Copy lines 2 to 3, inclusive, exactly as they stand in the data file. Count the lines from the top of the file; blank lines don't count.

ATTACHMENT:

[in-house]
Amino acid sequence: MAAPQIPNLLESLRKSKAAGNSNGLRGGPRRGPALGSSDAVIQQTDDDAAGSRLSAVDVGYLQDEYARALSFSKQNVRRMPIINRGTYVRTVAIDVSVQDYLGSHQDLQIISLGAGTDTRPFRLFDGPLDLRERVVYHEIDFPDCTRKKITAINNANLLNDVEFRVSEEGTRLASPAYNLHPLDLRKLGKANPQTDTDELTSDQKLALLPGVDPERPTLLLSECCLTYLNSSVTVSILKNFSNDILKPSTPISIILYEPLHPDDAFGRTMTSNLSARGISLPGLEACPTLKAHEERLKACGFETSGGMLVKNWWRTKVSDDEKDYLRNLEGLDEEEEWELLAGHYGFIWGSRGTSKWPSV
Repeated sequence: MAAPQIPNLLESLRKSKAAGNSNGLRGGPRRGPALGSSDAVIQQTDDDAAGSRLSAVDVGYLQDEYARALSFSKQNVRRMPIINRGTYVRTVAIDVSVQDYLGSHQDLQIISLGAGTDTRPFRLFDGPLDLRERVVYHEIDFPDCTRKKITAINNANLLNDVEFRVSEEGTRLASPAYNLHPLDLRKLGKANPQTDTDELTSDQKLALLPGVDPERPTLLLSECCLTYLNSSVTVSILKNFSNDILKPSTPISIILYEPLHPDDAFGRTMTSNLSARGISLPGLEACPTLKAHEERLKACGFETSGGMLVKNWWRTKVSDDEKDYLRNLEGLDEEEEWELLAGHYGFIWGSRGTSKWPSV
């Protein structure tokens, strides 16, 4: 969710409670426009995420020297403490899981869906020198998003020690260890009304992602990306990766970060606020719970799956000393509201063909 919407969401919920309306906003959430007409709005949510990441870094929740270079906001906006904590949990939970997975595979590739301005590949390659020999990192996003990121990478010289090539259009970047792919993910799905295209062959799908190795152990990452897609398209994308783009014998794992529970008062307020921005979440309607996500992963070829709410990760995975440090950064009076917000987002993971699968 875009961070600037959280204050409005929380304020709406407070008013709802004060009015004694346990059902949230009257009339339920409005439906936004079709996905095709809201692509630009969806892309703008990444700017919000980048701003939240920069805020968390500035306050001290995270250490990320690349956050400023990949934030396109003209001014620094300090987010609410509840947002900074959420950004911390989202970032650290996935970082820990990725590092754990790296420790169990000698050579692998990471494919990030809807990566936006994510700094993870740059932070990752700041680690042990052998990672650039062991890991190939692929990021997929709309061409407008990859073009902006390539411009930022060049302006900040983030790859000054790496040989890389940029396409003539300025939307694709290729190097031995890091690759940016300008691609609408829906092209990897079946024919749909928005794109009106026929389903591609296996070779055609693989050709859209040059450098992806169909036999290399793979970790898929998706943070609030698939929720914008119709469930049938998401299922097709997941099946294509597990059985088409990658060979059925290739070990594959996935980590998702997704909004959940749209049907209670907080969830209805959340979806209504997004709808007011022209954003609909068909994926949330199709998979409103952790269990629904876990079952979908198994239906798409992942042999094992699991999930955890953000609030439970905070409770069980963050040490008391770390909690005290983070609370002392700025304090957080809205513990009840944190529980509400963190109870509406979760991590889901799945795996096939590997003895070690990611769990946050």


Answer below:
Amino acid sequence: MAAPQIPNLLESLRKSKAAGNSNGLRGGPRRGPALGSSDAVIQQTDDDAAGSRLSAVDVGYLQDEYARALSFSKQNVRRMPIINRGTYVRTVAIDVSVQDYLGSHQDLQIISLGAGTDTRPFRLFDGPLDLRERVVYHEIDFPDCTRKKITAINNANLLNDVEFRVSEEGTRLASPAYNLHPLDLRKLGKANPQTDTDELTSDQKLALLPGVDPERPTLLLSECCLTYLNSSVTVSILKNFSNDILKPSTPISIILYEPLHPDDAFGRTMTSNLSARGISLPGLEACPTLKAHEERLKACGFETSGGMLVKNWWRTKVSDDEKDYLRNLEGLDEEEEWELLAGHYGFIWGSRGTSKWPSV
Repeated sequence: MAAPQIPNLLESLRKSKAAGNSNGLRGGPRRGPALGSSDAVIQQTDDDAAGSRLSAVDVGYLQDEYARALSFSKQNVRRMPIINRGTYVRTVAIDVSVQDYLGSHQDLQIISLGAGTDTRPFRLFDGPLDLRERVVYHEIDFPDCTRKKITAINNANLLNDVEFRVSEEGTRLASPAYNLHPLDLRKLGKANPQTDTDELTSDQKLALLPGVDPERPTLLLSECCLTYLNSSVTVSILKNFSNDILKPSTPISIILYEPLHPDDAFGRTMTSNLSARGISLPGLEACPTLKAHEERLKACGFETSGGMLVKNWWRTKVSDDEKDYLRNLEGLDEEEEWELLAGHYGFIWGSRGTSKWPSV